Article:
Research Topic

Neurophysiology in Alzheimer's Disease and Dementia

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Alzheimer's disease and dementia are the most common neurodegenerative disorder; Since the number of individuals with AD and dementia is expected to increase considerably in the near future reliable treatment and diagnosis are critical. Since EEG and neurophysiological technique could be used as a ...

Alzheimer's disease and dementia are the most common neurodegenerative disorder; Since the number of individuals with AD and dementia is expected to increase considerably in the near future reliable treatment and diagnosis are critical. Since EEG and neurophysiological technique could be used as a cost-effective screening tool for early detection and diagnosis of the Mild Cognitive Impairment (MCI) stage it may change the objectives of treatment: if dementia could be reliably diagnosed in an early stage, medical treatments would, become curative: they may be used to delay or, hopefully, even bring the disease progress to a halt.

Our long-term research objective is to develop signal processing methods that improve the specificity for diagnosing dementia; we wish to discover signal features that not only significantly differ in AD patients, but also allow us to reliably separate AD patients and control subjects. This approach is valuable for clinical purposes (as diagnostic tool for dementia), and it also more fundamentally contributes to a better understanding of brain dynamics of MCI patients.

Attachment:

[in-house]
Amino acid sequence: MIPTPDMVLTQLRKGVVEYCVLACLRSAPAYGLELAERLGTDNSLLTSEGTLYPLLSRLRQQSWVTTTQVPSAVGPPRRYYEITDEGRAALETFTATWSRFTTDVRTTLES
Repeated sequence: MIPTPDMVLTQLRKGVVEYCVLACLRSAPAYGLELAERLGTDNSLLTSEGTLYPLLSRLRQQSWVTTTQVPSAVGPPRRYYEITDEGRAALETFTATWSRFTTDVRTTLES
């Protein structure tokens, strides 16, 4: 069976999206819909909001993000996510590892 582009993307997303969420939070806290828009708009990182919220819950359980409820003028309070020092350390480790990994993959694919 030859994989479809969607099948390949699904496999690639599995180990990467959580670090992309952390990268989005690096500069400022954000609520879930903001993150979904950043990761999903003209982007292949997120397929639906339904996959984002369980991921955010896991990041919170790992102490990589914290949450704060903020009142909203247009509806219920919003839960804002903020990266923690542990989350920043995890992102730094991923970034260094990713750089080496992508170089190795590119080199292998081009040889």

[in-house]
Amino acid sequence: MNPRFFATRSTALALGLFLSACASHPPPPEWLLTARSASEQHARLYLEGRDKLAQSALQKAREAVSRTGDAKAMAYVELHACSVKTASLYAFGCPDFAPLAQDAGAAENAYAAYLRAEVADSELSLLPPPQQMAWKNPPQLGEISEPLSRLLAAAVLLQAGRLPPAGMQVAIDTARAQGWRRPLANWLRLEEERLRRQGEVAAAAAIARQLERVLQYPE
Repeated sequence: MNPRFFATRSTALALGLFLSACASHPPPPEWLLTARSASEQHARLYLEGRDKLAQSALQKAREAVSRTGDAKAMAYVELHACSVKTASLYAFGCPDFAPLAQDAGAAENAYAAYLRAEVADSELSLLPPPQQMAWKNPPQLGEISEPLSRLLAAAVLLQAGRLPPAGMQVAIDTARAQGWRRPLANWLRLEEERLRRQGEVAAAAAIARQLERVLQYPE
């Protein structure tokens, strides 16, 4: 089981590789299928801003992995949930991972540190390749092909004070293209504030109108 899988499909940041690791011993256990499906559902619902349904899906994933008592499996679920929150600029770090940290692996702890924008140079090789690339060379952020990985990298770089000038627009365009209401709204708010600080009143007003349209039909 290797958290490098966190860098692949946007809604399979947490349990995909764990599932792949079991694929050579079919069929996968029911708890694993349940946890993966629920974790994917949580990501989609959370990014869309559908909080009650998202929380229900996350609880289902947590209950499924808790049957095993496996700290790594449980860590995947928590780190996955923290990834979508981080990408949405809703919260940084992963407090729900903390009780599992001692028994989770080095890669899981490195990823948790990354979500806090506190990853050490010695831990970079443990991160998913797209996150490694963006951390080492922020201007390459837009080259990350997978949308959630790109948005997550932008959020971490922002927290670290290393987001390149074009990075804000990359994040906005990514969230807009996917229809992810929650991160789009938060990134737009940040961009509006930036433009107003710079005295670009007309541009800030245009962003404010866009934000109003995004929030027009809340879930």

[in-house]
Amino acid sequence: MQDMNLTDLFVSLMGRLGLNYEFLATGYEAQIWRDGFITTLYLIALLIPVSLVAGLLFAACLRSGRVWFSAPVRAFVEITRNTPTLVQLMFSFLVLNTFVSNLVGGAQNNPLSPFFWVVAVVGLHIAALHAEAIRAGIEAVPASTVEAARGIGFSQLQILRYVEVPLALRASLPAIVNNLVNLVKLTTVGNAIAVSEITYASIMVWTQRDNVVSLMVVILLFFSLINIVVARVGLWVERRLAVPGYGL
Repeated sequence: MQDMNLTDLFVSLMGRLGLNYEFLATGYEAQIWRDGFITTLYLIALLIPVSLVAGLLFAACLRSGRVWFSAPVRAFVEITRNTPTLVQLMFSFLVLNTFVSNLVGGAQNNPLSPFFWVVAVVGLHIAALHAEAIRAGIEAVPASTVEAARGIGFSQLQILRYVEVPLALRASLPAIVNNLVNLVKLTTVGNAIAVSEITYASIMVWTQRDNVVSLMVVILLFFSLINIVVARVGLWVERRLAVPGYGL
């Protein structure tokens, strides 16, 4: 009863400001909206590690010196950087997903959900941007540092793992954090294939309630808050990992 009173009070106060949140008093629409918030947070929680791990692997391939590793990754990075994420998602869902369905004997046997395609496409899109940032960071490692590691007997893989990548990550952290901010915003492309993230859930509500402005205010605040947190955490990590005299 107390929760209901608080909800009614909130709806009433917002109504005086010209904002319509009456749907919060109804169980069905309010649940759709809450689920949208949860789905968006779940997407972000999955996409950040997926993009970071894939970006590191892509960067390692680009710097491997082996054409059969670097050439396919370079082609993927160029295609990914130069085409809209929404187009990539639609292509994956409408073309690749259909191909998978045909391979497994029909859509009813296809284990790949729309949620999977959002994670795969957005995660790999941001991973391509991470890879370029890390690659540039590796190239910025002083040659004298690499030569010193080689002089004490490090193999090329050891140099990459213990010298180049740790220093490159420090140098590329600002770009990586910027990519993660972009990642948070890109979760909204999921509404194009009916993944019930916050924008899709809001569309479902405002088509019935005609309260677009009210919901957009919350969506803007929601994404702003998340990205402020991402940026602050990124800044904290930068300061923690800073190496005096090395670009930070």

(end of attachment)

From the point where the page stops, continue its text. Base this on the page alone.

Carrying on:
The main focus of this Research Topic will be on the most recent developments and ideas in the field of EEG and neurophysiology which will enable us to extract features that improve the specificity for diagnosing AD and dementia. Potential topics include, but are not limited to:
• Quantitative EEG evaluation in diagnosis and prognosis of dementia and AD
• Neurohysiological tecnique advances (ERP, TMA, TDCc etc;) in dementia and AD
• Possible disease model based on neurophysiology in dementia and AD
• EEG and neurophysiological indexes as biomarkers in dementia and AD
• Contribution of neurophysiology about the difference between preclinical and clinical AD


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